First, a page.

Injection molding with 3D Printed Molds




Early stages of product development when the design changes frequently or very low volume production need (i.e., 100 parts).

Requirements for precision, repeatability, better physical and thermal part properties.

To eliminate secondary operations commonly experienced in 3D printing. 

Potential parts:

  • Eyeglass frame
  • Shaft bushing
  • Mask strap
  • Shield clip
  • Golf ball markers and tees
  • Small miniature toys

APSX-PIM Injection Cycle


The 3D printed mold can make the product development process little bit faster and reduce the initial costs compared to 3D printing. Plus, it improves the product quality with functional prototypes.

However, you may still need to use CNC machining or hand sanding to prepare the 3D printed mold. The mold pairs need to align perfectly during the clamping stage. Due to surface imperfections, the secondary operations may be required. If you need holes smaller than 0.5mm on the mold that would also require a secondary operation. In small mold sizes (6" by 4.8"), there is not much cost difference between a 3D printed mold and a CNC machined aluminum mold


SLA 3D Printer: 

SLA printers are a better choice compared to FDM. Smoother surface finish and higher precision. Chemically bonded, dense and isotropic. You can create surface finish texture-out of the SLA printing. The Form 3 from Formlab can be a good option to use.

Form 3 from Formlab

Injection Molding Machine: 

To get good and consistent parts, the injection molding machine should have precise process control for the injection pressure, plastic temperature, and clamp force. The APSX-PIM injection machine provides the best value for injection molding with 3D printed molds. The precision and the pricing are hard to match. 

How to use APSX-PIM


  • Mold Design:  

How to design a mold

Any CAD software is ok to use to design the 3D printed mold. There is a guideline available on our website. Follow these additional guidelines below:

Add 2-5 degrees draft angle, air vents (0.05mm) and use larger gates.

Design one side flat and other side carrying the design to eliminate the misalignment risk.

Have walls greater than 1-2mm and features larger than 0.5mm.

  • 3D Printing:  

3D printing injection molds

It is suggested using an SLA type 3D printer:

The material needs to withstand clamping, injection pressure, and high temperatures. There are available options in the market for the 3D printed material:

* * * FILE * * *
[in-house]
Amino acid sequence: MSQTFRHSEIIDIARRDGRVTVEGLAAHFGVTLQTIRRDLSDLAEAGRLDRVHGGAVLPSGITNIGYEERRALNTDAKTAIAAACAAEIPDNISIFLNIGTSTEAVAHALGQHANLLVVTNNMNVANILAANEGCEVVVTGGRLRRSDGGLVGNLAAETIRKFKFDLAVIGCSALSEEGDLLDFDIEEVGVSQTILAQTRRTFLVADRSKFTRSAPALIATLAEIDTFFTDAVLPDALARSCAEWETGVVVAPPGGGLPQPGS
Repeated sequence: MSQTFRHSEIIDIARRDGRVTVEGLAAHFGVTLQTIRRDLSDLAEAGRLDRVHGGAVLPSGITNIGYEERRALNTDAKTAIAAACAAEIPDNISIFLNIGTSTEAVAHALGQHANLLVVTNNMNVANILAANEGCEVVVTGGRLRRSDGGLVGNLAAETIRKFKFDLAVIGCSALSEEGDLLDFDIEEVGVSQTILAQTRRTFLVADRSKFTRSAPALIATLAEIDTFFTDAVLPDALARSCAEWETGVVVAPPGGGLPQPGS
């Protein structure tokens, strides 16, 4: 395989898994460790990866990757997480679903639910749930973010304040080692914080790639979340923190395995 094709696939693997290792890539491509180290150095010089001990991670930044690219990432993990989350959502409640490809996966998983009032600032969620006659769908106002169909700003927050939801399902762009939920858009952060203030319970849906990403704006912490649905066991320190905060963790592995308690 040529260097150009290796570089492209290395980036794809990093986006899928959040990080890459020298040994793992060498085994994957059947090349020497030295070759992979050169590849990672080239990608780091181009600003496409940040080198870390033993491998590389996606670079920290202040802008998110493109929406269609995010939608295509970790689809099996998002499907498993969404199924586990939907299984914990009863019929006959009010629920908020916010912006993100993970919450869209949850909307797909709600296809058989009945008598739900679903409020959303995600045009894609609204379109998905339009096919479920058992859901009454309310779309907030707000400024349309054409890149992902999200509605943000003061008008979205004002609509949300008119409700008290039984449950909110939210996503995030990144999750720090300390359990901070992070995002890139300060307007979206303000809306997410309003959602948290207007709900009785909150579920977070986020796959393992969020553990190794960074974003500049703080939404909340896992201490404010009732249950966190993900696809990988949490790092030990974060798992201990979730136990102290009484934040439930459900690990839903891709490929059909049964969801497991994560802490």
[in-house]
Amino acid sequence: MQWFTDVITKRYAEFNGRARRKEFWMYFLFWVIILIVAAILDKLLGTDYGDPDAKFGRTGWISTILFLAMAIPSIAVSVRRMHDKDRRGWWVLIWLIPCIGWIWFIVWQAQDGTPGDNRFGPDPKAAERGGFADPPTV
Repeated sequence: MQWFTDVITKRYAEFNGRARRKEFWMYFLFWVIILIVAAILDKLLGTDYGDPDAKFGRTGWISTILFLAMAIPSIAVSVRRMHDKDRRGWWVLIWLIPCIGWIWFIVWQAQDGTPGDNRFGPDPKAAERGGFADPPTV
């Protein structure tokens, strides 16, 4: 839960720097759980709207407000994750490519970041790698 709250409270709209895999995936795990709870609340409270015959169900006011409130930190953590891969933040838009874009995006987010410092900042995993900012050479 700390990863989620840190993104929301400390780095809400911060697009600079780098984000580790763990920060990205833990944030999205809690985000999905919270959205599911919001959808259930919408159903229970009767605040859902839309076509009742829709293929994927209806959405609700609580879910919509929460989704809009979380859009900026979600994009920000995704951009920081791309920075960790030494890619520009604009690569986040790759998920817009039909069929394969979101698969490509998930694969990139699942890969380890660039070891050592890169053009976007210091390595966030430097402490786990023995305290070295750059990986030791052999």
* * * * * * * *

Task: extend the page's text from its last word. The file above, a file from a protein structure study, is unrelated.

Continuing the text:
Formlab has Rigid 10K or High Melt. Asiga has FusionGray. Origin has muliple options. Markforged has Onyx

Printing in 50-micron layer is a good approach.

Preparing the mold, including the "post-curing" process. Typically a CNC machining or hand sanding operation is required after the 3D printing. 

Larger the mold size, the more difficult it is to process for injection molding.

  • Mold Installation:  

How to install a 3D printed mold

There are benefits to use a aluminum mold holder (MUD) along with the 3D printed molds:

It adds stability to the 3D printed mold.

It increases the life of the 3D printed mold by helping it to cool faster.

  • Injection Molding:  

APSX-PIM setting for 3D printed molds

There are benefits to use a aluminum mold holder (MUD) along with the 3D printed molds:

It adds stability to the 3D printed mold.

It increases the life of the 3D printed mold by helping it to cool faster.

Guidlines below for some injected material and injection parameters: high melt flow rate is better - PP and TPE are the best

  • Material | Temperature | Injection pressure | Cycle time | Mold life
  • PP | 220C | 100BAR | 150sec 100cycles 
  • HDPE | 225C | 150BAR | 120sec | 100cycles
  • ABS | 220C | 95BAR | 160sec | 60cycles
  • PC/ABS | 240C | 95BAR | 160sec | 60cycles
  • Delrin (POM) | 180C | 150BAR | 120sec | 60cycles
  • Nylon | 260C | 80BAR | 120sec | 50cycles

The mold life is a function of the part design, injection material, and molding parameters.

The part design includes the wall thickness and part volume. Thin walls and large part volume requires higher pressures and clamping. There may be cracks on the mold corners and detailed part features.

Injection material determines the flow rate and processing temperature. Lower flow rate and high processing temperatures increase the required temperature. The mold material becomes very brittle quickly. 

Molding parameters have pressures and temperatures. 

The need for a silicone release agent (Sprayon or Slide brands) for sticky materials such as TPU and Polycarbonate (PC) may damage the mold. 

  • Air Cooling:  

Using an aluminum mold holder (MUD) increases the life of the 3D printed mold by helping it to cool faster. APSX-PIM offers one and uses a variable speed fan for cooling the mold.

  • Part Ejection:  

Using a large draft angle (2-5 degrees) helps pull the part out of the mold at the end of the injection cycle. As an option, an ejector mechanism can be added to the mold for automatic injection molding cycle mode. Since the mold life is not too long, adding additional costs for the ejector pins may not make sense.